Khaled Mattawa is the author of four books of poetry, Tocqueville (New Issues Press, 2010), Amorisco (Ausable Press, 2008), Zodiac of Echoes (Ausable Press, 2003), and Ismailia Eclipse(Sheep Meadow Press, 1996). He is also the author of Mahmoud Darwish: The Poet’s Art and His Nation, a critical study of the great Palestinian poet Mahmoud Darwish, published by Syracuse University Press. He has translated nine books of contemporary Arabic poetry by Adonis, Saadi Youssef, Fadhil Al-Azzawi, Hatif Janabi, Maram Al-Massri, Joumana Haddad, Amjad Nasser, and Iman Mersal. Mattawa has co-edited two anthologies of Arab American literature. Mattawa has been awarded the Academy of American Poet’s Fellowship Prize, the PEN-American Center award for poetry translation, a Guggenheim fellowship, the Alfred Hodder fellowship from Princeton University, an NEA translation grant, and three Pushcart prizes. His poems have appeared in Poetry, The Kenyon Review, Antioch Review, Best American Poetry, and many other journals and anthologies. Mattawa was born in Benghazi, Libya and immigrated to the United States in his teens.
Jonathan Freedman is a professor of English and American Studies as well as a faculty associate in the Frankel Center for Jewish Studies at the University of Michigan. That is to say, he is interested in many things — and goes to too many meetings. Author of three books — Professions of Taste: Henry James, British Aestheticism and Commodity Culture (Stanford, 1991), The Temple of Culture: Assimilation, Aggression, and the Making of Literary Anglo-America (Oxford, 2000), and Klezmer America (Columbia, 2008), he’s recently been writing essays on realist fiction and economics and working on a book about Jews and decadence.
Keith Taylor coordinates the undergraduate creative writing program at the University of Michigan and directs the Bear River Writers’ Conference. He has published his poetry and criticism widely in this country and in Europe, including in The Southern Review, The Iowa Review, The Boston Review, The Los Angeles Times, The Chicago Tribune, Hanging Loose, and, of course, Michigan Quarterly Review. Of several books, the most recent is If the World Becomes So Bright (Wayne State University Press, 2009).
Katie Willingham is the author of Unlikely Designs (University of Chicago Press, 2017). She earned her MFA from the Helen Zell Writer’s Program where she was the recipient of a Hopwood Award in Poetry, a Theodore Roethke Prize, and a Nicholas Delbanco Thesis Prize. You can find her poems in such journals as Kenyon Review, Bennington Review, Poem-A-Day, Third Coast, West Branch, Grist, and others. She has taught both composition and creative writing at the University of Michigan. She lives in Brooklyn, NY.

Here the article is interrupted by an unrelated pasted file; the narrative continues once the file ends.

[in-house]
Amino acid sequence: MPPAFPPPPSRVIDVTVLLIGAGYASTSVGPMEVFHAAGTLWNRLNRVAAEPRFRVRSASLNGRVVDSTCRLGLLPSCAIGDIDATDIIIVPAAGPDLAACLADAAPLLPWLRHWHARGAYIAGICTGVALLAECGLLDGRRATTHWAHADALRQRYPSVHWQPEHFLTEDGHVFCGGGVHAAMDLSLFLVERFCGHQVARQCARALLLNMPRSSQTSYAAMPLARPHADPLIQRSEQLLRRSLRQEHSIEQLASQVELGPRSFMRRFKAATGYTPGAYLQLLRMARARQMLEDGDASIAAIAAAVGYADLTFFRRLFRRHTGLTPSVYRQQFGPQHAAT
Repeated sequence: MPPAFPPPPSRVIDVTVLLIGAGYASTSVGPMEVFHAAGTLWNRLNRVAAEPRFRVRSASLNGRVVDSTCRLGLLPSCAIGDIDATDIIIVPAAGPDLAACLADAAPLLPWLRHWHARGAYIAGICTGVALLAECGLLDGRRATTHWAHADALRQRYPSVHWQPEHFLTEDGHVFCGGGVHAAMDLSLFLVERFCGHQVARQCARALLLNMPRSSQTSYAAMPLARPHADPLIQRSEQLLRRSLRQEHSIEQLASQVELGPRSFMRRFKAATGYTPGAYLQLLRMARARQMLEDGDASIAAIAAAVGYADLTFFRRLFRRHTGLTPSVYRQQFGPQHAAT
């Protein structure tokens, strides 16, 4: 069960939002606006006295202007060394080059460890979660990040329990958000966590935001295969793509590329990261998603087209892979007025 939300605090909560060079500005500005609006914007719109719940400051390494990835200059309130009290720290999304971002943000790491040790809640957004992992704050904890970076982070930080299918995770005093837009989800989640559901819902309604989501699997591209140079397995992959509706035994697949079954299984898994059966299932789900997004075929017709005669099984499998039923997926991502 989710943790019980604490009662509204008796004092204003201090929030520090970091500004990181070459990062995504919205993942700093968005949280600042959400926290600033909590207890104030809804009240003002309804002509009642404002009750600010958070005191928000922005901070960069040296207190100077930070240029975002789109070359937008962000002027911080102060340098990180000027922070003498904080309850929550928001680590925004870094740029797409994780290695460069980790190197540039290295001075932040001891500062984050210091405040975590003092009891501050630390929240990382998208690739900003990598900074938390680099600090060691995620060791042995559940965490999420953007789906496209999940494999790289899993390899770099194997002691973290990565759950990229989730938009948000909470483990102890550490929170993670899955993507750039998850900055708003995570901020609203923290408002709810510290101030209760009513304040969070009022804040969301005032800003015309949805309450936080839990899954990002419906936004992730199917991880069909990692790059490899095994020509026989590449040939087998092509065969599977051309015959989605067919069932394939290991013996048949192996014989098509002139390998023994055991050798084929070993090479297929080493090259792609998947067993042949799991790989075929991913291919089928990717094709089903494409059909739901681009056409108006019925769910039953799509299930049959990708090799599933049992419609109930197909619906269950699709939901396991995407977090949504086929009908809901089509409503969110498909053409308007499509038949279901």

Rachel Farrell’s work has appeared in Jezebel, McSweeney’s Internet Tendency, Ninth Letter, The Offing, Pank, and Virginia Quarterly Review. She’s a graduate of the Helen Zell Writers’ Program at the University of Michigan, where she received Hopwood Awards for fiction and nonfiction. She previously served as the Senior Manager of Print & Online Media for Cision US, a global media company. Contact her at email@example.com or follow her on Twitter @rachelfarrell.
Polly Rosenwaike’s story collection, Look How Happy I’m Making You, is forthcoming from Doubleday in 2019. Her stories have appeared in the O. Henry Prize Stories, Glimmer Train, Colorado Review, New England Review, Copper Nickel, and Indiana Review. She has published book reviews and essays in the San Francisco Chronicle, The New York Times Book Review, The Millions, and The Brooklyn Rail. She teaches creative writing at Eastern Michigan University and works as a freelance editor.
On what kind of submissions she’s looking for: “Literature contains more intimacy than life,” Lorrie Moore said. I’m looking for stories and essays that draw the reader into an intimate relationship with a voice, a consciousness—that give us characters who feel particular and alive. I want to laugh, and cry, and marvel at how the writer has managed to capture truths big and small.
Bryce Hayes Pope
Bryce Hayes Pope is a Helen Zell Postgraduate Fellow at the University of Michigan. She recently earned her MFA in Fiction from the University of Michigan, where she was a Graduate Student Instructor, teaching Introduction to Creative Writing and Composition. Prior to that, she worked in development and donor relations at PEN America and volunteered at MoMA in New York City. Before her foray into the literary hemisphere, she worked as a small-business manager, PR and communications representative, and event coordinator. Born and raised in New York, Bryce is currently at work on her first novel, The Allowances. Contact her at firstname.lastname@example.org.
Augusta Funk, Daniel Neff, Eirill Falck, Rachel Cross, Elinam Agbo, Justin Balog, Samantha Bares, Thea Chacamaty
Michigan Quarterly Review is published with financial support from the Horace H. Rackham School of Graduate Studies and the College of Literature, Science, and the Arts at the University of Michigan.